There was an invasion at the ranch this weekend. An invasion of pink and glitter and ruffles and frills and dresses and jewels and ponytails and princess paraphernalia–all of the things little girls are made of. And all of those glamorous, glorious things were smuggled in inside of purple and pink purses and bags on the shoulders of an almost 7 year old and an almost 5 year old (well, when the next July comes she’ll be 5). And in 5.3 seconds it was like Barbie’s mansion exploded in my tiny house, with no sign of Ken anywhere…not even a loafer.
And it was absolutely lovely.
Yes, the nieces came to visit for what they called “a vacation away from their baby sister” while their parents were in Belize for a wedding. But they also came to play in the mud, pick wildflowers, yell at the dogs, swat at bugs, ride horses and become bonafide, tried and true cowgirls. And in preparation for this adventure filled weekend they made sure that they told everyone who crossed their paths where they were going in three weeks..two weeks..one day..today.
And I bought them cowboy hats. Pink ones. Because a girl’s got to look the part you know.
And apparently looking just right is at the top of the almost-7-year-old and almost-5 year-old’s list. Because when I showed up at their doorstep, they were dressed to perfection in matching red and black cotton dresses with ruffles and well placed stripes and dots. Sporting brand new hair cuts, the little blondies were tapping their toes, clutching their princess backpacks nervously, and pacing back and forth, asking gramma “how many more minutes?” “when is she going to get here?” And while it’s so nice to be wanted, it’s not so great when you are running about 20 minutes behind and an almost-7-year-old and almost-5-year-old-next-July have been told a specific time to expect the much anticipated cowgirl adventure to begin. I am not sure gramma appreciated my road construction excuse, but it was legit.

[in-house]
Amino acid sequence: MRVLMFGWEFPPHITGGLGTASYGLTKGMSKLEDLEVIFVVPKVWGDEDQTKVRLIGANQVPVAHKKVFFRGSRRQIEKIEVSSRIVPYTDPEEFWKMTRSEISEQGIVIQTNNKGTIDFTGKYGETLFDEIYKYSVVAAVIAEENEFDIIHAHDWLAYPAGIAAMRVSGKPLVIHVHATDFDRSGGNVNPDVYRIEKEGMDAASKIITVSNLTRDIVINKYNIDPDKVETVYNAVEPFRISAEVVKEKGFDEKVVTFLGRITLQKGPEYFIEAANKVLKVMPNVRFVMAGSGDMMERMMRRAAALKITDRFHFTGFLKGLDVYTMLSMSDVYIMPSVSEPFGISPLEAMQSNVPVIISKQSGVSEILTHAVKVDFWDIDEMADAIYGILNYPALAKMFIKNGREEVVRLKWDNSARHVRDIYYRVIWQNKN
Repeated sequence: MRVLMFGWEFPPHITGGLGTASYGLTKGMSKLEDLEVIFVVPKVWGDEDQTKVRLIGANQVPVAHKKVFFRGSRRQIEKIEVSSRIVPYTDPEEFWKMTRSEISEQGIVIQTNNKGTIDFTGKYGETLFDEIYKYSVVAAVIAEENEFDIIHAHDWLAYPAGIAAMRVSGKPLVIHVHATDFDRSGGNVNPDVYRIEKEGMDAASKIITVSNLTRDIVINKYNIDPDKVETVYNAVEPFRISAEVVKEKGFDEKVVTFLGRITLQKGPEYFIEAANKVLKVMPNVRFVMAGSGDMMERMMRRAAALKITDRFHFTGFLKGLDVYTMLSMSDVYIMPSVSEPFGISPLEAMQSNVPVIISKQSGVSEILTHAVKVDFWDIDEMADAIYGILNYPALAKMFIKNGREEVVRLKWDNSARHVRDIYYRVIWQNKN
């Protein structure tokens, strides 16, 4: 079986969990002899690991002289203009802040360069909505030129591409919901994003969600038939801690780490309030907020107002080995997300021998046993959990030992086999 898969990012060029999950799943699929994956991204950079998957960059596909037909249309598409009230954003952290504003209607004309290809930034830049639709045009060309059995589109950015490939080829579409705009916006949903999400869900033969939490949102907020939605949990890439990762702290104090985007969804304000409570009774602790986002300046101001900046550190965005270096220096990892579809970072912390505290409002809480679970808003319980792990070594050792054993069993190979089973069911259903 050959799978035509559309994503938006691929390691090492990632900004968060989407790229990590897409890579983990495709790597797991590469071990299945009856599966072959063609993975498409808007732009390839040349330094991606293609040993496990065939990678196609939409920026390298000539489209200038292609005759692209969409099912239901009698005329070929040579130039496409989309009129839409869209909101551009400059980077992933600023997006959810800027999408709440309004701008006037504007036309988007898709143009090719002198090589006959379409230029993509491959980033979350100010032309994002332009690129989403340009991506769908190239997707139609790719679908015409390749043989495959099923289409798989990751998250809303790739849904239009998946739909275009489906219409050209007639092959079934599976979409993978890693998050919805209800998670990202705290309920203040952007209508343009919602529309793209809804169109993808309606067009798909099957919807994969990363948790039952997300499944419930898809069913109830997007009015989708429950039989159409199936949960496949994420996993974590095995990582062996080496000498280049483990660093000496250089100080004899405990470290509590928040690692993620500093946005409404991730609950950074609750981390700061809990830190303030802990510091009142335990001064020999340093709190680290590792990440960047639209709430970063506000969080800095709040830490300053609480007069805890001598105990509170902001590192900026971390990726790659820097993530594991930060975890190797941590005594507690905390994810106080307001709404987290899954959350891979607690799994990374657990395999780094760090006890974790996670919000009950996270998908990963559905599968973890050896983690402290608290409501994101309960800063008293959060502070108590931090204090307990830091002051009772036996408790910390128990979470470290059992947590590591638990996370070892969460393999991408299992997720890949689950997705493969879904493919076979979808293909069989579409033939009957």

Anyway, I made it. And I promptly began to pack into the back of my car what I estimated to have been about 1,550 pounds of everything a couple of little girls could possibly need for three days. I mean we were loaded down. But, as I always say, you never know when you’re going to need a pink toy hamster on wheels.
In our 75 mile trek to the wilderness we covered about everything. Who’s your best friend? What have you been doing this summer? What is your favorite color? What do you want to be when you grow up? Can we get ice-cream?
So we stopped to get ice cream.
“What flavor would you like? Chocolate or vanilla?”
“They don’t have strawberry honey. Only chocolate or vanilla.”
“No banana. Chocolate or vanilla.”
“Just regular then.”
Which I took to mean vanilla and we were on our way to a melty, sugary, delicious, wonderful mess.
And back on the road to the ranch.
When we arrived, the wonderment began. Not just for the two princesses, but for myself as well. In preparation for their visit, I tried hard to remember what it was like to be an almost-7 year-old and almost-5-year-old-next-July. What did I do for fun? What did I like to eat? When did I go to bed? I remember much of my young childhood spent in jeans, t-shirts and boots running around in the hills, making tree forts and pots and vases out of the wet clay in the buttes. I remember enjoying projects, like rock painting, which could occupy me for hours. I remember wanting to spend as much time as possible outside.
I don’t remember owning as many dresses as these girls packed for a weekend. Actually, come to think of it, I don’t think I have owned that many dresses in my lifetime.
Anyway, I employed what I knew about entertaining young ladies, as I was once one myself (although I possessed a little less of the lady part) and the rest the almost-7-year-old planned out for me.
First things first, we found their jeans.